This record in Austria is significant and may point to a more westerly breeding population, or it may be that as numbers have dwindled that Steppe Whimbrel have become mixed with the nominates.  Either way, there is significant interest in finding birds in the ‘western’ side of the potential range.  Christoph Himmel is planning surveys of migrating birds on the Azerbaijan coastline of the Caspian Sea with a specific target of finding Steppe Whimbrels. More on his proposed work is here, and you can support the research here.

Donating to the African Bird Club’s research fund is also a very valuable way of supporting this work too.

Acknowledgements

Thanks to the photographers Richard Katzinger, H. Kolland, W. Trimmel and Ross Hughes for permissions to use their photos.

References

Allport, G. 2017. Steppe Whimbrels Numenius phaeopus alboaxillaris at Maputo, Mozambique, in February–March 2016, with a review of the status of the taxon. Bull. Afr. Bird Club 24(1): xx-xx

Allport, G. & Cohen, C. 2016. Finding Steppe Whimbrel: discovery and identification in southern Africa. African Birdlife 4(6):48-54

Morozov V. V. & Kornev S. V. 2009. [Ornithological news from the Orenburg Oblast.] Russ. J. Orn. 18: 2069–2081. [In Russian.

 

 

3 thoughts on “Putative Steppe Whimbrel in Austria

  1. linosabirding

    Nice read and very nice record. Identification of alboaxillaris was already widely discussed in 1997 by me in an Italian journal then on line on a paper dealing with Numenius tenuirostris and then on my paper in British Birds where for the first time this taxon was profusely illustrated by Szaby Kokay and compared with tenuirostris and phaeopus. Therefore, apparent Steppe Whimbrel were already reported for Europe, specifically in Sicily and southern Italy for ex. alongside with some apparently intermediate birds (such one or more photographed in Holland for ex). It is good that now thanks to the Allport actively advertising and spreading his great and many papers on the matter finally that interesting, fantastic and vanishing least known taxon got to be well known and is deserving the right attention…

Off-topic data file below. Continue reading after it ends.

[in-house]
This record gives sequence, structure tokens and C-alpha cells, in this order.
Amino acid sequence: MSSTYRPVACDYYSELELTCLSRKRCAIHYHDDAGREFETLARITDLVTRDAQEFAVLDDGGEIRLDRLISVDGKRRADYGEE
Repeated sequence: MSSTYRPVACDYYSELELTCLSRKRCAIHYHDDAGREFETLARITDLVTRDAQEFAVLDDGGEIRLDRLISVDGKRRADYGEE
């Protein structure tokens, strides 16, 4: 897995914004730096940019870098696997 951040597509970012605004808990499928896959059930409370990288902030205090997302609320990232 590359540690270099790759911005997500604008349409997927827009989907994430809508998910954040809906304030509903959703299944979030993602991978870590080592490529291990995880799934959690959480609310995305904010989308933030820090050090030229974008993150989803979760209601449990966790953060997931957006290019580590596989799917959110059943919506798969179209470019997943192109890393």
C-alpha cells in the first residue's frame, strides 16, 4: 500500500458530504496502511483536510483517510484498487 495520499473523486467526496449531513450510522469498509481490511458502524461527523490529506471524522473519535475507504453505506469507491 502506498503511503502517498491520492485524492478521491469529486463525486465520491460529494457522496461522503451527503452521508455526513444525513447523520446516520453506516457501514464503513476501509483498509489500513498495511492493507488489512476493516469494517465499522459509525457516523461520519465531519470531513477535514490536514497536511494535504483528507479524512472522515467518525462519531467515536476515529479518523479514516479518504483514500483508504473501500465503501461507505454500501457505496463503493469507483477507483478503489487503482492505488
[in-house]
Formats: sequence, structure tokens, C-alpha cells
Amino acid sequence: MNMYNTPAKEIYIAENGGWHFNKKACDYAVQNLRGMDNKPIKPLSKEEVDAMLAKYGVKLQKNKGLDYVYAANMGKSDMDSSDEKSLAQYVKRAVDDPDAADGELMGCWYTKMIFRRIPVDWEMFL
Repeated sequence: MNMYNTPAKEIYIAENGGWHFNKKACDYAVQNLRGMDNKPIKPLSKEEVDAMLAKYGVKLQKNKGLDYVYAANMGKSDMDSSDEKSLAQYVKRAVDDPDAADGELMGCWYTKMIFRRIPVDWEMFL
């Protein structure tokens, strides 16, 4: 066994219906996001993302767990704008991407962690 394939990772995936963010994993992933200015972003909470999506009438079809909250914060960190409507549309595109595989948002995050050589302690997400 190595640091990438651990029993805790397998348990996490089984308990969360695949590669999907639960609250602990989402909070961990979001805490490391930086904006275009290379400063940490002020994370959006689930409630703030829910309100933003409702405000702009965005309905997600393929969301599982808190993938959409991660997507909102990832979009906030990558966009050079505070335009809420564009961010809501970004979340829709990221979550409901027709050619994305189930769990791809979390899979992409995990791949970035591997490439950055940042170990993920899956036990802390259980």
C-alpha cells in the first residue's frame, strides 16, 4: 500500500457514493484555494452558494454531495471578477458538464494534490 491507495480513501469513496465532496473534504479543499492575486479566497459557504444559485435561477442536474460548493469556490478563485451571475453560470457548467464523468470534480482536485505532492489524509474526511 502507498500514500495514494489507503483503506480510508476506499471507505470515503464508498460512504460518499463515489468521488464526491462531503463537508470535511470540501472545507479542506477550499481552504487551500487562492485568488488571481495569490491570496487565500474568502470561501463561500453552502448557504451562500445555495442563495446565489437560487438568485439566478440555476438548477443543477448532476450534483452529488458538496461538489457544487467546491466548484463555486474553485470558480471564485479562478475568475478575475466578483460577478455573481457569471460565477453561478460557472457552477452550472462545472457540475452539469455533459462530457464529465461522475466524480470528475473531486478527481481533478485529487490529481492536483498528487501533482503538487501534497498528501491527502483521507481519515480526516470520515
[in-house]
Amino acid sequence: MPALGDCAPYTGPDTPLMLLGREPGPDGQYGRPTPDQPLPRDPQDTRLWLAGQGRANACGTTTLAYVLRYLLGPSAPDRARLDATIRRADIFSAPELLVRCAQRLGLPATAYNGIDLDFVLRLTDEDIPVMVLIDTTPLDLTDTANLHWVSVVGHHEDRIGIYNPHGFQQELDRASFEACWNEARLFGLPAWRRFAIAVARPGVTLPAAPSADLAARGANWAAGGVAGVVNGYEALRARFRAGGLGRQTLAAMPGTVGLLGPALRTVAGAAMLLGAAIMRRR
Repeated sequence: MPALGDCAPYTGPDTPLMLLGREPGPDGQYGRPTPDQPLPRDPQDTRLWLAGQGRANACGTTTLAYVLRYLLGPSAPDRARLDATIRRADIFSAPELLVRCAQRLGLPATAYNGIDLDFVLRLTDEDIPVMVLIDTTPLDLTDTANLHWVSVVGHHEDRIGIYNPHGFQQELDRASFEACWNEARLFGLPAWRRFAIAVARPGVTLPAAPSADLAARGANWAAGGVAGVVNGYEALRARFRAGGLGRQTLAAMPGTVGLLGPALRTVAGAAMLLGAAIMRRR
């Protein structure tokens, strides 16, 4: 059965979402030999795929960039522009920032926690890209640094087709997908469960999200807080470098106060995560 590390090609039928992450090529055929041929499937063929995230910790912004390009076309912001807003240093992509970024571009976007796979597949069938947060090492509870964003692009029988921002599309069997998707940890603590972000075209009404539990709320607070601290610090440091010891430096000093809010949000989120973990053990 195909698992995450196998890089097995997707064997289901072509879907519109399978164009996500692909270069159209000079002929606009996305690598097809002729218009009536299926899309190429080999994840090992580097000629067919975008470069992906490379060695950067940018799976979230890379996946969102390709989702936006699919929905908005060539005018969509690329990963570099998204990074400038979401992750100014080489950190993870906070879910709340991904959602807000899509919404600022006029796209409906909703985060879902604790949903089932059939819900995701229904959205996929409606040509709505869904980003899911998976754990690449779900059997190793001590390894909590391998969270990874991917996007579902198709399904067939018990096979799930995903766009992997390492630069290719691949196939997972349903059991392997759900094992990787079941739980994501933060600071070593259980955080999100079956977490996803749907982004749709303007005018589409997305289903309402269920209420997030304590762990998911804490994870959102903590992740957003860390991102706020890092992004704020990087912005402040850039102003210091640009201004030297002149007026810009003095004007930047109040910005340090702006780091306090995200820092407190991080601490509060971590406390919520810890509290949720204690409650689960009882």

Reply
  2. Justin Jansen

    The case with underwing of the Austrian bird, is the light, therefore it looks very pale. As seen here in some birds from The Netherlands (just quickly gathered from The Netherlands from 2017, and only illustrational):

    https://waarneming.nl/foto/view/13400487
    https://waarneming.nl/foto/view/13398694
    https://waarneming.nl/foto/view/13235078

    Therefore – to my humble opinion – it is not safely to establish if the underwing is really that pale (the sole – debatable – character for alboaxillaris to date, as the rest is not established as different from other whimbrel taxa). As shown in BB 2014 in our article, variation in both whimbrel and curlew is large, and the taxa vary considerably. Size, as shown in HBWP varies, and it is tough to establish size in the field.

    Underwing of phaeopus is variable as illustrated in this photo:

    https://waarneming.nl/foto/view/13316717

    An phaeopus like this, with wrong light can easily look very pale like this bird:

    https://waarneming.nl/foto/view/13310076
    https://waarneming.nl/foto/view/13161853

    Undertail is variable:

    https://waarneming.nl/foto/view/13463606
    https://waarneming.nl/foto/view/13387886
    https://waarneming.nl/foto/view/13387315

    and rump is variable:

    https://waarneming.nl/foto/view/13451032
    https://waarneming.nl/foto/view/13310076

    Reply

Leave a Reply to linosabirding Cancel reply